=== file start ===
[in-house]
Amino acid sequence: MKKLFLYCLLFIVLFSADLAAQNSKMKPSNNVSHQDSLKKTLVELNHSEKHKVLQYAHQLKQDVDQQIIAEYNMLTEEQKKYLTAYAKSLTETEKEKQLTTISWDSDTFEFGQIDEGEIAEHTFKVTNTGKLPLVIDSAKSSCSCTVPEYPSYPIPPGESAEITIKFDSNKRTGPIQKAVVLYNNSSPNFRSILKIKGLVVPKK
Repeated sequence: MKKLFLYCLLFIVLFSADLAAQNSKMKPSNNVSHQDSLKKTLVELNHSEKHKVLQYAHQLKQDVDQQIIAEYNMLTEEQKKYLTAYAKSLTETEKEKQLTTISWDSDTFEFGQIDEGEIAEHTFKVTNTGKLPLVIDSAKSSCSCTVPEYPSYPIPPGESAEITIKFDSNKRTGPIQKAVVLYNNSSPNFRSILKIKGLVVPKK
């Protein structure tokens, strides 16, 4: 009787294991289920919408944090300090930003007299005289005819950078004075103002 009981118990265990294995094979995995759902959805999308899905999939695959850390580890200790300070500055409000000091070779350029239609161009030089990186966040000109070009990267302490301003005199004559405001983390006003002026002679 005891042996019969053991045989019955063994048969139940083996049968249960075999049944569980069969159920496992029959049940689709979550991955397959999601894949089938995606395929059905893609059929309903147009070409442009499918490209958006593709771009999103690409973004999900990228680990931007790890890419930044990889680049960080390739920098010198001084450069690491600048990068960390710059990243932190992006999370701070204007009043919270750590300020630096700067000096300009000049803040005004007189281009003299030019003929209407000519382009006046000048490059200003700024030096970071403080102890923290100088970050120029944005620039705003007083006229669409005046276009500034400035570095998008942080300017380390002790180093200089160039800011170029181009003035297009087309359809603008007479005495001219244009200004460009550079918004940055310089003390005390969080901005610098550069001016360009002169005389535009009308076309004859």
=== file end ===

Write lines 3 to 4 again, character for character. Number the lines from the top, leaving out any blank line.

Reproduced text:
Repeated sequence: MKKLFLYCLLFIVLFSADLAAQNSKMKPSNNVSHQDSLKKTLVELNHSEKHKVLQYAHQLKQDVDQQIIAEYNMLTEEQKKYLTAYAKSLTETEKEKQLTTISWDSDTFEFGQIDEGEIAEHTFKVTNTGKLPLVIDSAKSSCSCTVPEYPSYPIPPGESAEITIKFDSNKRTGPIQKAVVLYNNSSPNFRSILKIKGLVVPKK
């Protein structure tokens, strides 16, 4: 009787294991289920919408944090300090930003007299005289005819950078004075103002 009981118990265990294995094979995995759902959805999308899905999939695959850390580890200790300070500055409000000091070779350029239609161009030089990186966040000109070009990267302490301003005199004559405001983390006003002026002679 005891042996019969053991045989019955063994048969139940083996049968249960075999049944569980069969159920496992029959049940689709979550991955397959999601894949089938995606395929059905893609059929309903147009070409442009499918490209958006593709771009999103690409973004999900990228680990931007790890890419930044990889680049960080390739920098010198001084450069690491600048990068960390710059990243932190992006999370701070204007009043919270750590300020630096700067000096300009000049803040005004007189281009003299030019003929209407000519382009006046000048490059200003700024030096970071403080102890923290100088970050120029944005620039705003007083006229669409005046276009500034400035570095998008942080300017380390002790180093200089160039800011170029181009003035297009087309359809603008007479005495001219244009200004460009550079918004940055310089003390005390969080901005610098550069001016360009002169005389535009009308076309004859």